Americans who have spent any time in Catholic circles in Europe have likely been subjected to some clucking about our alleged political myopia. Even the most doctrinally conservative European Catholics often lament what they see as an obsession in America with abortion, and an over-identification of the American church with the political right.
Case in point: Archbishop Reinhard Marx of Munich, an old friend of Benedict XVI who was tapped in 2007 to lead the pontiff’s former archdiocese, recently gave an interview to the Italian magazine 30 Giorni in which he complained that American neo-cons may be strong on the life issues, but they too often end up, in his words, “reducing Christianity to a religious ideology propping up the market economy.”
However much truth there may be to such perceptions, it’s still hard to digest them without some acid reflux.
That’s because when Europeans dole out these judgments, a whole litany of stereotypes often lurks in the background -- about America as a cowboy culture, prone to enthusiasm and extremes, versus the allegedly deeper sophistication and greater balance of the European mind. Conveniently ignored is the fact that the church’s political alignment in a given culture often depends on factors beyond its control. In both Europe and the States, one such variable is how open the political left is to pro-life sentiment. To put the point bluntly, if pro-lifers (including Catholics) can’t find a home on the left, many of them are obviously going to end up on the right.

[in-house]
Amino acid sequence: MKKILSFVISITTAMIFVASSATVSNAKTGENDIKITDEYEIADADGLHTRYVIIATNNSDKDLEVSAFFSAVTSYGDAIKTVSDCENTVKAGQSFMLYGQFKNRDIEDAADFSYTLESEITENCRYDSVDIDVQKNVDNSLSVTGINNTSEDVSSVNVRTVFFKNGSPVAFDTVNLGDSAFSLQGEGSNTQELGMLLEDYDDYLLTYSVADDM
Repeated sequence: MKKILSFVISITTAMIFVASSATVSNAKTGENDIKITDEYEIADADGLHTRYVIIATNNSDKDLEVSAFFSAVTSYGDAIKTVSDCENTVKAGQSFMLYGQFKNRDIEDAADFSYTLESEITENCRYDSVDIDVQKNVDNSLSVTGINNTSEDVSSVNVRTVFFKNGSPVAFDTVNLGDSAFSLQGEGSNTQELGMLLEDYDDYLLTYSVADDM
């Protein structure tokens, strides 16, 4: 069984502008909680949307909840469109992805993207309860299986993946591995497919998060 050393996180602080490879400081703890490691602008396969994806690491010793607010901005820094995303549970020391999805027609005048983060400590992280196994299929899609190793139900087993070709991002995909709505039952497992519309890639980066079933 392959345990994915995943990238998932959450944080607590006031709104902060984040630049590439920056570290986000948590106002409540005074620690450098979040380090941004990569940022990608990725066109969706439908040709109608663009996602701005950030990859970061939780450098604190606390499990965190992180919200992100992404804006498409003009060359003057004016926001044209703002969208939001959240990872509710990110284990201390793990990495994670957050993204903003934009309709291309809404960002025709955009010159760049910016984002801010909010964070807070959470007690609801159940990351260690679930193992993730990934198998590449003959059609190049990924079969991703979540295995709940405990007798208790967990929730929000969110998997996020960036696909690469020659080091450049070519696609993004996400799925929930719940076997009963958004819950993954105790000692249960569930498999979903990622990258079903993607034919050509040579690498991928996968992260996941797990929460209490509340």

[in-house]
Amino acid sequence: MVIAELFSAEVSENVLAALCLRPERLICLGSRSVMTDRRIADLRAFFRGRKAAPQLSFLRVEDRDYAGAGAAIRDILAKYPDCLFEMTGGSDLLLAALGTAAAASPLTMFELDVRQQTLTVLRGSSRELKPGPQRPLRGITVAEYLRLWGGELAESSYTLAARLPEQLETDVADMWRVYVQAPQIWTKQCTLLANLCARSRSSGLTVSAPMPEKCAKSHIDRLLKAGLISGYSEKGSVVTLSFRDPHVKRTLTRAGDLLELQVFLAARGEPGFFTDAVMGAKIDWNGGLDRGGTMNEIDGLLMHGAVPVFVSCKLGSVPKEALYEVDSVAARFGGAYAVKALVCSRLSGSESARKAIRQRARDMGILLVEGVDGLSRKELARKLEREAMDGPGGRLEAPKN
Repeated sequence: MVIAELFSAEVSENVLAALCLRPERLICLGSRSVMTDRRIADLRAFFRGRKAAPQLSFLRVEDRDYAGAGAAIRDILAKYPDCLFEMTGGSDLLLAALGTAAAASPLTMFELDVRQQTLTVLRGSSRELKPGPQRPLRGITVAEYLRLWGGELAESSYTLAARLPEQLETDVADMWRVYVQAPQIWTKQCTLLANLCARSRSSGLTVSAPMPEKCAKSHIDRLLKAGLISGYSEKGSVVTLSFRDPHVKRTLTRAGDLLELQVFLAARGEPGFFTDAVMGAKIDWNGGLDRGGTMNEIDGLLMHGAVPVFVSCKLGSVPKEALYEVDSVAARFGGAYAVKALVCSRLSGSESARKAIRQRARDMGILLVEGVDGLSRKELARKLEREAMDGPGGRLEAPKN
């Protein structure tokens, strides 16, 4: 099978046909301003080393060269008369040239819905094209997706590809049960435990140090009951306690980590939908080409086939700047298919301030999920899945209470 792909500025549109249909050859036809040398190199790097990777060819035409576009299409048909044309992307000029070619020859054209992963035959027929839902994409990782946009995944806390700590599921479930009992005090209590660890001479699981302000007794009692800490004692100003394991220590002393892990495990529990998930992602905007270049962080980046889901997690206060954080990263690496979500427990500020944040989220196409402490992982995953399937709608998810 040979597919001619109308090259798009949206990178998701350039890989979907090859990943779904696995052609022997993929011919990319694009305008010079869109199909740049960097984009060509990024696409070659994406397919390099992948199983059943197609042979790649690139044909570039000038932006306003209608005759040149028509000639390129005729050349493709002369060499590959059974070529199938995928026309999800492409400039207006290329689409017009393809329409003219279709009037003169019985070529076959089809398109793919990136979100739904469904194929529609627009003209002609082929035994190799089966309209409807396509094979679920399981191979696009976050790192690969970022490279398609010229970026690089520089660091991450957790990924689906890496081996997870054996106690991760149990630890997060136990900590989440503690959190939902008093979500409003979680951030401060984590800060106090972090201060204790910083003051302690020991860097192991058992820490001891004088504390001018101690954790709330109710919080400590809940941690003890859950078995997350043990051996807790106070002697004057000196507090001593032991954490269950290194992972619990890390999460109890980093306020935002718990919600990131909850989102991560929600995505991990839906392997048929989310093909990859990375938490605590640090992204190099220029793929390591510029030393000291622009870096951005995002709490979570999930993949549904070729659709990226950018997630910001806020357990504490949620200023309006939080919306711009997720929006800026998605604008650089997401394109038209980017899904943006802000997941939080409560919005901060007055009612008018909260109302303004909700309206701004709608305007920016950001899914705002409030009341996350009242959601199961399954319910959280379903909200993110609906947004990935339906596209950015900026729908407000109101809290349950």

On both sides of the Atlantic, recent days have brought intriguing indications that the political plates may be shifting in opposite directions.
The American end of the equation came over the weekend, with passage of an amendment authored by Rep. Bart Stupak, a pro-life Democrat from Michigan, applying longstanding federal prohibitions on abortion funding to a new public insurance program and to new federal subsidies for private insurance. The amendment met the test the U.S. bishops had established to render health care reform, in their eyes, “abortion neutral.”
After discussions with the bishops’ conference, the Democratic leadership allowed the measure to come up for a vote. That decision outraged pro-choice advocates, who, in a back-handed tribute to the bishops, essentially accused them of dictating the result.
(So much, by the way, for predictions of the political “irrelevance” of the bishops in the wake of the sex abuse crisis. I’ve posted a blog entry on this point: NCRonline.org/thefuturechurch .
A fair bit of the material for the book was first rolled out in this column, and in countless cases the presentation in the book was sharpened, fleshed out, or revised in light of reactions from “All Things Catholic” readers. I offer a note of gratitude in the book, but let me repeat it here: Thanks to all of you who put in your two cents. Even if I wasn’t able to reply personally, rest assured your thoughts got my attention.
Whatever flaws the book has are my own, of course, but many of its strengths come from you.